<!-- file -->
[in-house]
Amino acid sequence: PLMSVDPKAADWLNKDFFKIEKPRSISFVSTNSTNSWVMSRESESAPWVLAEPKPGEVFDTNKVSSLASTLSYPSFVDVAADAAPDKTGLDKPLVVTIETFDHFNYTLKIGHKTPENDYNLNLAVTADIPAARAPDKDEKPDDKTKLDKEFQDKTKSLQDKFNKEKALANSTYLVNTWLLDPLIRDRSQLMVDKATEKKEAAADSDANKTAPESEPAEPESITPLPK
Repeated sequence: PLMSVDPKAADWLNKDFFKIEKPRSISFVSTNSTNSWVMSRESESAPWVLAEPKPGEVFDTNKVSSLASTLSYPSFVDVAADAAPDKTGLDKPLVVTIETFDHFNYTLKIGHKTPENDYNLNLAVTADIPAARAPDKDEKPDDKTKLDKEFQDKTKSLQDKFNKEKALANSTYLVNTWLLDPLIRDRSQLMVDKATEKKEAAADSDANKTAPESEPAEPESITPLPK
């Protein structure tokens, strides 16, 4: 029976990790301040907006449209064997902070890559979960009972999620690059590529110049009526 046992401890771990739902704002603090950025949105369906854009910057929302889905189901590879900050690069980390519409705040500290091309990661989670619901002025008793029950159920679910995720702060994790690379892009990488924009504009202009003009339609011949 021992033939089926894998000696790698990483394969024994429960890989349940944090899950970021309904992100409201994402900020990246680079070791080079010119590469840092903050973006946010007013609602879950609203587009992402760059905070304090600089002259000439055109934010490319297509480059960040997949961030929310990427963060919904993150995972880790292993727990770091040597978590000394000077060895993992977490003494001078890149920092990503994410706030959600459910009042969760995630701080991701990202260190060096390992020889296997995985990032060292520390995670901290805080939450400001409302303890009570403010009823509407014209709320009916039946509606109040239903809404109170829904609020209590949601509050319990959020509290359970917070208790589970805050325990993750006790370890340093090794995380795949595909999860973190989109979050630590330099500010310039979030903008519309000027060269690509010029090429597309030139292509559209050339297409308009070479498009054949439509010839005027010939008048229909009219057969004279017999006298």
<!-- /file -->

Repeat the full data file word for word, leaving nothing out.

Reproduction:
[in-house]
Amino acid sequence: PLMSVDPKAADWLNKDFFKIEKPRSISFVSTNSTNSWVMSRESESAPWVLAEPKPGEVFDTNKVSSLASTLSYPSFVDVAADAAPDKTGLDKPLVVTIETFDHFNYTLKIGHKTPENDYNLNLAVTADIPAARAPDKDEKPDDKTKLDKEFQDKTKSLQDKFNKEKALANSTYLVNTWLLDPLIRDRSQLMVDKATEKKEAAADSDANKTAPESEPAEPESITPLPK
Repeated sequence: PLMSVDPKAADWLNKDFFKIEKPRSISFVSTNSTNSWVMSRESESAPWVLAEPKPGEVFDTNKVSSLASTLSYPSFVDVAADAAPDKTGLDKPLVVTIETFDHFNYTLKIGHKTPENDYNLNLAVTADIPAARAPDKDEKPDDKTKLDKEFQDKTKSLQDKFNKEKALANSTYLVNTWLLDPLIRDRSQLMVDKATEKKEAAADSDANKTAPESEPAEPESITPLPK
């Protein structure tokens, strides 16, 4: 029976990790301040907006449209064997902070890559979960009972999620690059590529110049009526 046992401890771990739902704002603090950025949105369906854009910057929302889905189901590879900050690069980390519409705040500290091309990661989670619901002025008793029950159920679910995720702060994790690379892009990488924009504009202009003009339609011949 021992033939089926894998000696790698990483394969024994429960890989349940944090899950970021309904992100409201994402900020990246680079070791080079010119590469840092903050973006946010007013609602879950609203587009992402760059905070304090600089002259000439055109934010490319297509480059960040997949961030929310990427963060919904993150995972880790292993727990770091040597978590000394000077060895993992977490003494001078890149920092990503994410706030959600459910009042969760995630701080991701990202260190060096390992020889296997995985990032060292520390995670901290805080939450400001409302303890009570403010009823509407014209709320009916039946509606109040239903809404109170829904609020209590949601509050319990959020509290359970917070208790589970805050325990993750006790370890340093090794995380795949595909999860973190989109979050630590330099500010310039979030903008519309000027060269690509010029090429597309030139292509559209050339297409308009070479498009054949439509010839005027010939008048229909009219057969004279017999006298």